In a race where both campaigns have wrangled with gusto over nearly everything, down to signatures on nominating petitions, the first debate between the major-party candidates in Pennsylvania's Seventh Congressional District was more mild than wild.
Democrat Bryan Lentz and Republican Patrick Meehan, who are running to replace U.S. Rep. Joe Sestak, agreed more than not at their first debate, which was hosted by Larry Kane and will be broadcast at 9:30 p.m. Sunday on the Comcast Network.
The candidates agreed that tax cuts for those making less than $250,000 a year should be extended. They agreed that tax incentives for business could spur job growth. They even generally agreed on typically divisive issues, such as gay marriage: Lentz supports civil unions, and Meehan said civil unions are a matter that should be left for states to decide.
When they attacked, their plays largely came from mirror playbooks: pin the other guy to the troubles of an administration.
For Meehan, 54, a former U.S. attorney from Drexel Hill, that meant bemoaning the debt taken on since President Obama took over in 2009, and criticizing Lentz for voting as a state representative to raise taxes.
"In addition to the spending, there's a tremendous concern over the remarkable debt that has been run up, certainly since this recession has begun but principally since 2008," Meehan said.
Meehan said he would not have voted for the stimulus package.
"Not that there shouldn't have been dollars that should have been directed in a time that was very sensitive, but I think that stimulus was directed at the wrong kind of things," he said.
In response to Meehan's criticism that he voted for a state budget in 2008-09 that was $1 billion more than the previous year's budget, Lentz, 46, of Swarthmore, said he voted for it to help pay for education.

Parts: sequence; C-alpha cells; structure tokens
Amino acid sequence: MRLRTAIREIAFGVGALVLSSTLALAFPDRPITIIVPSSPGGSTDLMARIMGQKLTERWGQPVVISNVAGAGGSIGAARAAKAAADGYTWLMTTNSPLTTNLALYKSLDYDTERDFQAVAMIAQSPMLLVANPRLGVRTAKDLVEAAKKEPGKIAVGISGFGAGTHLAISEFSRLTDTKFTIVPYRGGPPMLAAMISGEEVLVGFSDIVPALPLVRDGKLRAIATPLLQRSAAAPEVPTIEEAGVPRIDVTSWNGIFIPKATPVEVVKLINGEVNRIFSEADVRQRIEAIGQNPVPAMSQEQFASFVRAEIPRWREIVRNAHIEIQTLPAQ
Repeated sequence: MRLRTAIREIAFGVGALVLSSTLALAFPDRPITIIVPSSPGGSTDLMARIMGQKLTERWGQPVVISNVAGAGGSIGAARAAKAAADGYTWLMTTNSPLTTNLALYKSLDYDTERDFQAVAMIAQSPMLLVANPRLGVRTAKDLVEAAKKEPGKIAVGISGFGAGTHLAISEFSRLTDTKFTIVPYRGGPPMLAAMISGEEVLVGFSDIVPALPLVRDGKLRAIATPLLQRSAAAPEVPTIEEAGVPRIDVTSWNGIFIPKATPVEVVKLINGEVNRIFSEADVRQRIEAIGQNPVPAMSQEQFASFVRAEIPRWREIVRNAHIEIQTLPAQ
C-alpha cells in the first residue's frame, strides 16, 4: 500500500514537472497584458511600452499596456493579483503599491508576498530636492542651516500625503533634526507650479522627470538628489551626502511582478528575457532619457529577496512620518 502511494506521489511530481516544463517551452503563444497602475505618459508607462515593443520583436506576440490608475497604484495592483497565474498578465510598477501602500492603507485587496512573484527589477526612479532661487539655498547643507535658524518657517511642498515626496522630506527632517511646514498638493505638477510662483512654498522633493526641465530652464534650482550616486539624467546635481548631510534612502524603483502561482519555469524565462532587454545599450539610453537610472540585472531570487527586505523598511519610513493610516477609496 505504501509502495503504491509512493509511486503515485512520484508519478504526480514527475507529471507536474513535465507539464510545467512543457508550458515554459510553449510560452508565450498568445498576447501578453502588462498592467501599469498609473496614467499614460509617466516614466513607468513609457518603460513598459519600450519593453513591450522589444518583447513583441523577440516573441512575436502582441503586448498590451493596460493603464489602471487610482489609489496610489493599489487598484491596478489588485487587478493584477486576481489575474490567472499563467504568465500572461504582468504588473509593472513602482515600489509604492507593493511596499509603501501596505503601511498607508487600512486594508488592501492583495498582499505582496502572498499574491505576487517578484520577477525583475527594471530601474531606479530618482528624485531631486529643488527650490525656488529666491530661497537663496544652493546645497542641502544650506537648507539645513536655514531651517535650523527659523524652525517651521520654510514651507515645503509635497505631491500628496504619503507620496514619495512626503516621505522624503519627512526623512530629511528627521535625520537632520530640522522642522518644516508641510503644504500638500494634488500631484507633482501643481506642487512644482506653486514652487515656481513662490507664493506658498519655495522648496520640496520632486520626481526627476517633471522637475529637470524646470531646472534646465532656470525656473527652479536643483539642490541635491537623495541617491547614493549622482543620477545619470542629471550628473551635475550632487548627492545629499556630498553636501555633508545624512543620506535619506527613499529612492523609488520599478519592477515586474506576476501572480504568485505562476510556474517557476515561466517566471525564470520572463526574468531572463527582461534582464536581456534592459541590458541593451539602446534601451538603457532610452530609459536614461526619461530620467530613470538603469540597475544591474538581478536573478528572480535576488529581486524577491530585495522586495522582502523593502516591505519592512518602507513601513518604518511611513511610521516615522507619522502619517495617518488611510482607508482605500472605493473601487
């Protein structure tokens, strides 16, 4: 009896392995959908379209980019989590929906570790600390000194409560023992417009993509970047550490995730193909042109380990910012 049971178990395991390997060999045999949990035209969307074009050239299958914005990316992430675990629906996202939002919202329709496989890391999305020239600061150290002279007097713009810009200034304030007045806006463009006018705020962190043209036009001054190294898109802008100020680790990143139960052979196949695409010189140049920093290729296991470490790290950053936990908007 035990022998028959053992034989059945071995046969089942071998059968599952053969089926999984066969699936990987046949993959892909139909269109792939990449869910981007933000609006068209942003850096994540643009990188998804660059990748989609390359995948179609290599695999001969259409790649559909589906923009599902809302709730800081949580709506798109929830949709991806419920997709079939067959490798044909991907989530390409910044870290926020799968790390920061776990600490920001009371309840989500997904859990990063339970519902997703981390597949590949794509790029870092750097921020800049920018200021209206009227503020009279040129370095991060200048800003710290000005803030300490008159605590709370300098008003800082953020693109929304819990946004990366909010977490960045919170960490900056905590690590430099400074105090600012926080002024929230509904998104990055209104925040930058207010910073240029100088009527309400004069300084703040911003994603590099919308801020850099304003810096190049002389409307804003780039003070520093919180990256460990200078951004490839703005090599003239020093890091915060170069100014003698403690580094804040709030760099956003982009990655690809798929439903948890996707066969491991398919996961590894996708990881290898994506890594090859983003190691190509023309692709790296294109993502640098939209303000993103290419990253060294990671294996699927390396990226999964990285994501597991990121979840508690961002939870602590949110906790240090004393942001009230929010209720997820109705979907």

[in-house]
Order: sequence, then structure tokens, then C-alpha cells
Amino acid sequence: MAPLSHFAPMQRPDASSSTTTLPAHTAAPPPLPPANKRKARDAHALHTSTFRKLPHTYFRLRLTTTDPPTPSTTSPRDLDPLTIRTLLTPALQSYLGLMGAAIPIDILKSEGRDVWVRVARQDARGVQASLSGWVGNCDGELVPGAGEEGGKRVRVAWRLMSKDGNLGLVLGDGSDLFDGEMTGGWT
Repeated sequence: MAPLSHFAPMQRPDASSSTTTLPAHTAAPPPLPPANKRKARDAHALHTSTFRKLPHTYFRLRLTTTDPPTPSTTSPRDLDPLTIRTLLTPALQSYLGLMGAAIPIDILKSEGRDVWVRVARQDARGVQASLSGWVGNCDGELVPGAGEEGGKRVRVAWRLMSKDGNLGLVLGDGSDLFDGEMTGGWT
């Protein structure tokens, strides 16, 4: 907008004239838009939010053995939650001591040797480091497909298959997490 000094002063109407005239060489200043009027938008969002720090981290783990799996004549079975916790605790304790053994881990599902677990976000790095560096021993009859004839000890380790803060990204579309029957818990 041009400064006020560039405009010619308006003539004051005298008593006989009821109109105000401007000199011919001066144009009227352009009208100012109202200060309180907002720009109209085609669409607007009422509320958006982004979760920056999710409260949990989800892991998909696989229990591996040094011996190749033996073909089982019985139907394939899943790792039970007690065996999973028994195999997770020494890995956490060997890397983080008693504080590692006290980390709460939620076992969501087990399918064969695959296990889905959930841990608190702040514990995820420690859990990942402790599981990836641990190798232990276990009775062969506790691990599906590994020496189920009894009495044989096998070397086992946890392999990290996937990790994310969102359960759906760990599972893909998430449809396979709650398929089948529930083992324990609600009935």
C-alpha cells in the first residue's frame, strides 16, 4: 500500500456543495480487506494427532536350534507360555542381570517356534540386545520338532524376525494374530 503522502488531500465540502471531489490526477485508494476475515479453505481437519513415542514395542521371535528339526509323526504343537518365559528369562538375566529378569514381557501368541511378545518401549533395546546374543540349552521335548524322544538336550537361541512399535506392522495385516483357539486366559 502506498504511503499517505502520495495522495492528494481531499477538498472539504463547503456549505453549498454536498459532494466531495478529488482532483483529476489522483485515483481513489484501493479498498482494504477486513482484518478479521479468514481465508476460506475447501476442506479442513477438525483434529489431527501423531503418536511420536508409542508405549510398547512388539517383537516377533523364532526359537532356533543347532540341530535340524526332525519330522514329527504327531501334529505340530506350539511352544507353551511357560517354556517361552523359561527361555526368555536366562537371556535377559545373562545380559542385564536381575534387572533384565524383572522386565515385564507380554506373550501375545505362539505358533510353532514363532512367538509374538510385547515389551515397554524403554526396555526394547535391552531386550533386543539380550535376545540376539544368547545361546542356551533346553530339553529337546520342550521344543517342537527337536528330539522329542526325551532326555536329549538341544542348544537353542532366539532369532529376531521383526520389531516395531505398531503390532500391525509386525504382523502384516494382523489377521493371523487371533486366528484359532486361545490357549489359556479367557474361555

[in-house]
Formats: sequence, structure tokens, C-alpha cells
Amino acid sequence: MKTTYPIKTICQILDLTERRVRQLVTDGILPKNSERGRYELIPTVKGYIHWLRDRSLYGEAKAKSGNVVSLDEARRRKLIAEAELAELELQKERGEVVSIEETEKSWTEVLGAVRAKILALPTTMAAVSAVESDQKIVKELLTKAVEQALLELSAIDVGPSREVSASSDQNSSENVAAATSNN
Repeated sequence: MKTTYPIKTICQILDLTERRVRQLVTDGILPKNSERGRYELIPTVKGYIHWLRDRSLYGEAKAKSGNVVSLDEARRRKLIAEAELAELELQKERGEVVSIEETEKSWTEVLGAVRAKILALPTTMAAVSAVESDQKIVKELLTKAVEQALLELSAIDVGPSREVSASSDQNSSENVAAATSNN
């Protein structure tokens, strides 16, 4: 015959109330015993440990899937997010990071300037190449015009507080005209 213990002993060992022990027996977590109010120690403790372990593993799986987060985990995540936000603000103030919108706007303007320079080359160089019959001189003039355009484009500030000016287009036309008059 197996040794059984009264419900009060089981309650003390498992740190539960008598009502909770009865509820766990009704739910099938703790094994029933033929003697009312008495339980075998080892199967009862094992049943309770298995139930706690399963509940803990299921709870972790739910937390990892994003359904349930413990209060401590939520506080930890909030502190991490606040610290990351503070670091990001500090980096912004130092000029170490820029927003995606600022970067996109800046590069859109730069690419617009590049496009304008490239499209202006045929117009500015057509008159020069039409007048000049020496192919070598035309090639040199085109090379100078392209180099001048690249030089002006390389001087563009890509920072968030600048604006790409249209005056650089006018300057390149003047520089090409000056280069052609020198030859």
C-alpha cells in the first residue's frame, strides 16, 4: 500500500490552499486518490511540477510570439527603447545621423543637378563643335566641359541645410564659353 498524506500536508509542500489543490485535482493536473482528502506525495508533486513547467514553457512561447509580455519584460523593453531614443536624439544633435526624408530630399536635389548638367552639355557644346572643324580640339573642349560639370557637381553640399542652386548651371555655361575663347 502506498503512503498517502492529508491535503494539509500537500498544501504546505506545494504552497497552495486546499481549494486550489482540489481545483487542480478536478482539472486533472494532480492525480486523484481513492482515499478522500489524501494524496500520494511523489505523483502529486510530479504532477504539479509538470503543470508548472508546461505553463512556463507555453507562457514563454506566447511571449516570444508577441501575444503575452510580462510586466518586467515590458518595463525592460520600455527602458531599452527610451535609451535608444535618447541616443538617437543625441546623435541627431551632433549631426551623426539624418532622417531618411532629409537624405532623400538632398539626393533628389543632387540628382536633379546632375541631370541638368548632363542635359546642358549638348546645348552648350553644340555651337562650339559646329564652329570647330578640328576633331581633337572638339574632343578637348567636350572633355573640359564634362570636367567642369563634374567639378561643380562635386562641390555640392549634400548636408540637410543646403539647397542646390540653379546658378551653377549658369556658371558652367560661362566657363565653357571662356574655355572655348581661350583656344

"The all-Republican school board of Upper Darby High School lobbied us for that increase because they needed it to provide a quality education," Lentz said. "Do you know who pays if the state doesn't give Upper Darby that increase? The property taxpayer, and they can tell you - the senior citizens - how much their property taxes have gone up in recent years."
During the 25-minute debate, Lentz tried to tie Meehan to the Bush administration's policies, which he blamed for the recession.
"This recession . . . didn't come upon us like a plague," Lentz said. "There was a cause of this and the cause was the economic policies of the Bush administration, which Pat's essentially espousing now on the campaign trail."
He also asked Meehan to define his brand of Republicanism. Meehan is generally viewed as a moderate, but he has received support from the Independence Hall Tea Party. Voter registration in Delaware County, the heart of the Seventh District, favors the GOP, and Republican voters in the district are generally more concerned with fiscal matters than social ones.
Meehan showed no signs Thursday that he intended to move further right. He acknowledged that under President George W. Bush, "the Republicans lost, a little bit, the sense of fiscal accountability."
"Extremism isn't where the world is going to make progress," he said later in the debate.
Lentz is also pitching himself toward the middle. When asked about gay marriage, he said civil unions were a "practical approach." Asked about the plan to build an Islamic center near the former World Trade Center site, Lentz said the feelings of those who lost loved ones on Sept. 11, 2001, should be considered.
"Just because you can do something doesn't mean you should do it," Lentz said. "Obviously under the Constitution they're permitted to do it, but I think it's reasonable to consider the wishes and the concerns of the victims and their families."
Contact staff writer Joelle Farrell at 610-627-0352 or firstname.lastname@example.org.